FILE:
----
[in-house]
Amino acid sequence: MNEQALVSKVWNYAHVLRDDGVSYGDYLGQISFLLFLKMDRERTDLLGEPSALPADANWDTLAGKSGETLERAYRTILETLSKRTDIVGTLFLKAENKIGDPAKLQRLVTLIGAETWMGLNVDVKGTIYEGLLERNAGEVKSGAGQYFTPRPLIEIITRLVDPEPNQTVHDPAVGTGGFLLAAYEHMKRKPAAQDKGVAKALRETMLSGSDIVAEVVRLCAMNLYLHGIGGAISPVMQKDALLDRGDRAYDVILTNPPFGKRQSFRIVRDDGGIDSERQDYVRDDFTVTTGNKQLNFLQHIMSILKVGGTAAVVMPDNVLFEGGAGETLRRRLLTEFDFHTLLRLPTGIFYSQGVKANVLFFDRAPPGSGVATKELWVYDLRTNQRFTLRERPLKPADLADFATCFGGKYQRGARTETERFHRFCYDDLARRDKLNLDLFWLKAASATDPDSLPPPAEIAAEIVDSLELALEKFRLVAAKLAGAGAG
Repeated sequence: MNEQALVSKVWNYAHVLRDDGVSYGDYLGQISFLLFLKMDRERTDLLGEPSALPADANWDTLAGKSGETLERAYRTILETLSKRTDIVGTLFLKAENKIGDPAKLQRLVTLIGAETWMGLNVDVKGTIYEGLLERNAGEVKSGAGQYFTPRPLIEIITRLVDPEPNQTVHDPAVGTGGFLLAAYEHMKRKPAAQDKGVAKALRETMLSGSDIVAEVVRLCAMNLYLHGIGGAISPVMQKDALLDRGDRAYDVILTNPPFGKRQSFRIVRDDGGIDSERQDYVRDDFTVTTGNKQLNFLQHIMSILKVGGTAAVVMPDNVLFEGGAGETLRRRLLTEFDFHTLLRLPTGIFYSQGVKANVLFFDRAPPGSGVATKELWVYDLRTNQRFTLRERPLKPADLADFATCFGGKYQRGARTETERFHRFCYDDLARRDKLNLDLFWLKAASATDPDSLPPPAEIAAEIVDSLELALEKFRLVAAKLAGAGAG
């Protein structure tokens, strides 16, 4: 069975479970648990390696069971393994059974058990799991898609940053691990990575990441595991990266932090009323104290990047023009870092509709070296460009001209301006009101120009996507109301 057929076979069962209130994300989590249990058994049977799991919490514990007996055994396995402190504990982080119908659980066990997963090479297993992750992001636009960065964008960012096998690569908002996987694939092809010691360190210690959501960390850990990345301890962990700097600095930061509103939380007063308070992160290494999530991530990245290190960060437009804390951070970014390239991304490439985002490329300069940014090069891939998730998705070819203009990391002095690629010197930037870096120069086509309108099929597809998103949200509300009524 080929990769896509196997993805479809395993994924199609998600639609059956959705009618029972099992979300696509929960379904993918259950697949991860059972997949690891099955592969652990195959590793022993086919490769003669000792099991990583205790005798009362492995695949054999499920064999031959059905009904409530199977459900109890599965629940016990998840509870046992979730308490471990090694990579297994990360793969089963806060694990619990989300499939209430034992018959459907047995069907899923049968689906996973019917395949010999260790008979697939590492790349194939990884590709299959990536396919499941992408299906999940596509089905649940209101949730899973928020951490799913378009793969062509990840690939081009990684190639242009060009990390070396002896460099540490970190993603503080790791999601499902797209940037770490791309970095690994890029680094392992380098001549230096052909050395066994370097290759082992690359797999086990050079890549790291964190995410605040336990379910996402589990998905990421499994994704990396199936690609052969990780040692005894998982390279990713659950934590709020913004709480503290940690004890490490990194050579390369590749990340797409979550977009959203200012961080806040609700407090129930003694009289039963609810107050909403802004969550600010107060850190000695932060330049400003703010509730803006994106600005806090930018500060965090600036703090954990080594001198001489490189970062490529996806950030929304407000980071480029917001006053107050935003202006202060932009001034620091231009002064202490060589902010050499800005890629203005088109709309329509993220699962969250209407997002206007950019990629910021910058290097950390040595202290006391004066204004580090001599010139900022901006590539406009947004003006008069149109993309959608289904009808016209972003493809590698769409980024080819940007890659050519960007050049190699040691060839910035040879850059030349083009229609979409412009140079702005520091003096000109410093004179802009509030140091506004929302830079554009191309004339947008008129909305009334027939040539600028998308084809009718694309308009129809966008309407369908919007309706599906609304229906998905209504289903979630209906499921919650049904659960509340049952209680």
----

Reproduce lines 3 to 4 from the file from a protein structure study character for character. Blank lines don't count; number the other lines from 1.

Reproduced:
Repeated sequence: MNEQALVSKVWNYAHVLRDDGVSYGDYLGQISFLLFLKMDRERTDLLGEPSALPADANWDTLAGKSGETLERAYRTILETLSKRTDIVGTLFLKAENKIGDPAKLQRLVTLIGAETWMGLNVDVKGTIYEGLLERNAGEVKSGAGQYFTPRPLIEIITRLVDPEPNQTVHDPAVGTGGFLLAAYEHMKRKPAAQDKGVAKALRETMLSGSDIVAEVVRLCAMNLYLHGIGGAISPVMQKDALLDRGDRAYDVILTNPPFGKRQSFRIVRDDGGIDSERQDYVRDDFTVTTGNKQLNFLQHIMSILKVGGTAAVVMPDNVLFEGGAGETLRRRLLTEFDFHTLLRLPTGIFYSQGVKANVLFFDRAPPGSGVATKELWVYDLRTNQRFTLRERPLKPADLADFATCFGGKYQRGARTETERFHRFCYDDLARRDKLNLDLFWLKAASATDPDSLPPPAEIAAEIVDSLELALEKFRLVAAKLAGAGAG
């Protein structure tokens, strides 16, 4: 069975479970648990390696069971393994059974058990799991898609940053691990990575990441595991990266932090009323104290990047023009870092509709070296460009001209301006009101120009996507109301 057929076979069962209130994300989590249990058994049977799991919490514990007996055994396995402190504990982080119908659980066990997963090479297993992750992001636009960065964008960012096998690569908002996987694939092809010691360190210690959501960390850990990345301890962990700097600095930061509103939380007063308070992160290494999530991530990245290190960060437009804390951070970014390239991304490439985002490329300069940014090069891939998730998705070819203009990391002095690629010197930037870096120069086509309108099929597809998103949200509300009524 080929990769896509196997993805479809395993994924199609998600639609059956959705009618029972099992979300696509929960379904993918259950697949991860059972997949690891099955592969652990195959590793022993086919490769003669000792099991990583205790005798009362492995695949054999499920064999031959059905009904409530199977459900109890599965629940016990998840509870046992979730308490471990090694990579297994990360793969089963806060694990619990989300499939209430034992018959459907047995069907899923049968689906996973019917395949010999260790008979697939590492790349194939990884590709299959990536396919499941992408299906999940596509089905649940209101949730899973928020951490799913378009793969062509990840690939081009990684190639242009060009990390070396002896460099540490970190993603503080790791999601499902797209940037770490791309970095690994890029680094392992380098001549230096052909050395066994370097290759082992690359797999086990050079890549790291964190995410605040336990379910996402589990998905990421499994994704990396199936690609052969990780040692005894998982390279990713659950934590709020913004709480503290940690004890490490990194050579390369590749990340797409979550977009959203200012961080806040609700407090129930003694009289039963609810107050909403802004969550600010107060850190000695932060330049400003703010509730803006994106600005806090930018500060965090600036703090954990080594001198001489490189970062490529996806950030929304407000980071480029917001006053107050935003202006202060932009001034620091231009002064202490060589902010050499800005890629203005088109709309329509993220699962969250209407997002206007950019990629910021910058290097950390040595202290006391004066204004580090001599010139900022901006590539406009947004003006008069149109993309959608289904009808016209972003493809590698769409980024080819940007890659050519960007050049190699040691060839910035040879850059030349083009229609979409412009140079702005520091003096000109410093004179802009509030140091506004929302830079554009191309004339947008008129909305009334027939040539600028998308084809009718694309308009129809966008309407369908919007309706599906609304229906998905209504289903979630209906499921919650049904659960509340049952209680």